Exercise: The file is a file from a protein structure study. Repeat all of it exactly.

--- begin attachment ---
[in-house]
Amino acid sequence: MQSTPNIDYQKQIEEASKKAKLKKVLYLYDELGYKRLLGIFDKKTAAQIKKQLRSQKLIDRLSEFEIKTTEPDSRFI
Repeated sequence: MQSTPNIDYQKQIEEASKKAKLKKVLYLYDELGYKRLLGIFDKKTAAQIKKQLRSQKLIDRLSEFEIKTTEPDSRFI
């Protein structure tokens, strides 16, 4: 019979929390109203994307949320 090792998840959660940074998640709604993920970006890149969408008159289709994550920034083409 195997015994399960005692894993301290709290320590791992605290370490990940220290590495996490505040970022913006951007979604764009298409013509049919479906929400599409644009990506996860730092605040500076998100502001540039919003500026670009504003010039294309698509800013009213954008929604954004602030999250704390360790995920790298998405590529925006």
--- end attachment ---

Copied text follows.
[in-house]
Amino acid sequence: MQSTPNIDYQKQIEEASKKAKLKKVLYLYDELGYKRLLGIFDKKTAAQIKKQLRSQKLIDRLSEFEIKTTEPDSRFI
Repeated sequence: MQSTPNIDYQKQIEEASKKAKLKKVLYLYDELGYKRLLGIFDKKTAAQIKKQLRSQKLIDRLSEFEIKTTEPDSRFI
């Protein structure tokens, strides 16, 4: 019979929390109203994307949320 090792998840959660940074998640709604993920970006890149969408008159289709994550920034083409 195997015994399960005692894993301290709290320590791992605290370490990940220290590495996490505040970022913006951007979604764009298409013509049919479906929400599409644009990506996860730092605040500076998100502001540039919003500026670009504003010039294309698509800013009213954008929604954004602030999250704390360790995920790298998405590529925006």